“Alt + Left mouse click” on a vector mask to isolate the mask from the layer that the mask is applied to or “Shift + Left mouse click” on the mask to hide it from the layer.

When it comes to saving a file in Photoshop you have two options at your disposal:

  1. You can go to your Drip Down Menu and open File > Save (Command +S) to overwrite your file or File > Save As (Shift + Command + S) witch will prompt you to choose a location for your new file. If you have no file on your system to overwrite then “Command + S” will go straight to Save As to prompt you to name and find a destination for your file. This method is good for preserve your resolution.
  2. Often it is a smart idea to export your image properly, especially if you plan on using your image for web where you want your files to be as small as possible. So to make a proper web image you can go up to File > Export and click on Export for Web in your Drop Down Menu or “Shift + Option + Command + S” on your keyboard. Here you can preview what your exported image will look like in a browser by selecting a browser on the bottom left of your “Save for Web” pop up window. You will then see another pop up window and ether search for your browsers individual or click “find all” to get all the browsers on your system. to preview it as a background on web you need to go to your drop down menu on the top right of your “Save for Web” window and click on “Edit Output Settings”. in this new pop up window change your HTML to background and press OK.

When choosing a format for your files, PSDs (Photoshop Documents) will preserve everything in your Photoshop document so you can edit it later if necessary. The downside to this is that the format is pretty much not supported anywhere outside of the adobe suite and the file size is absolutely massive. So if we want to post our image on the web or just simply to cut down on file size, we have the three major image extensions most commonly used online to consider:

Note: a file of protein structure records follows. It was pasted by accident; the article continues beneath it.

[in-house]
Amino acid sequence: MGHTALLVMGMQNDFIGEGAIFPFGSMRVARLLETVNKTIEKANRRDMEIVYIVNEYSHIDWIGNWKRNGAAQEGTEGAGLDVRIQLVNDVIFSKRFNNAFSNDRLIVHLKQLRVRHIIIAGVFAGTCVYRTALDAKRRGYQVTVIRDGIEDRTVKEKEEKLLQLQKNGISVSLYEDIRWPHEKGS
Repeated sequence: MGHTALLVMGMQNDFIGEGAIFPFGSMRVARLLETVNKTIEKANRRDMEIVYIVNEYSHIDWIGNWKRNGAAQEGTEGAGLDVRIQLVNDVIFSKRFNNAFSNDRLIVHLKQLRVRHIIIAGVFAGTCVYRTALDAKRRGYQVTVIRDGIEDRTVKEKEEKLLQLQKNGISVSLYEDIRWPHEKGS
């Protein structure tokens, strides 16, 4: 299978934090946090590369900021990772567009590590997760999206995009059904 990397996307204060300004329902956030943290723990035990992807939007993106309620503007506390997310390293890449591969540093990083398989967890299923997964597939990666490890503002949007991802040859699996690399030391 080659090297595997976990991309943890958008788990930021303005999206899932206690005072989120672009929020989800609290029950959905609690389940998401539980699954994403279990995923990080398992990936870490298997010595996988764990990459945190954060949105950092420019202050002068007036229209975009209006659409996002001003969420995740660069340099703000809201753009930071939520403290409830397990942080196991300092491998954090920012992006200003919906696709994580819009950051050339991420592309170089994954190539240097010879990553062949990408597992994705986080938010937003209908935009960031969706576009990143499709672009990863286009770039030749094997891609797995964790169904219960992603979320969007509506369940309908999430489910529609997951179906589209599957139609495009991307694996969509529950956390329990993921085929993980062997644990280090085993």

• JPEG/JPG (Joint Photographic experts Group):
    Supports Millions of colors
    Ideal for subtle tonal shifts
    Saved with a lossy compression (~10-1 ratio of how much information is lost)
    Data discarded with every save

    When exporting your images as JPEGs/JPGs, your file size as much as possible without ruing the quality of the image. Usually the quality sweet size is between 60-80 and since there is no transparency you can also change you background color by changing the Matte color.

    JPEGs/JPGs are ideal for large images and photos, just make sure to use your source graphic to make any edits.
  • GIF (Graphics Interchange Format):
    Supports up to 256 colors (8 bit graphics)
    Saved using lossless compression
    Limited animation support
    Ideal for solid colors / small images

    GIFs are ideal for thumbnails, icons, solid colors and are good for images that need to have transparency. But they are bad for gradient colors and the fewer colors you select the more dithering you will get.
  • PNG (Portable Network Graphics)
    Supports millions of colors (24 bit images)
    Designed to replace GIFs
    lossless compression
    supports gradient transparency (alpha channel)

    PNGs are the best of both GIFs and JPEGs but they have a noticeably larger file size. They also have spotty older browser support like Internet Explorer 6, which doesn’t support the transparency for PNGs.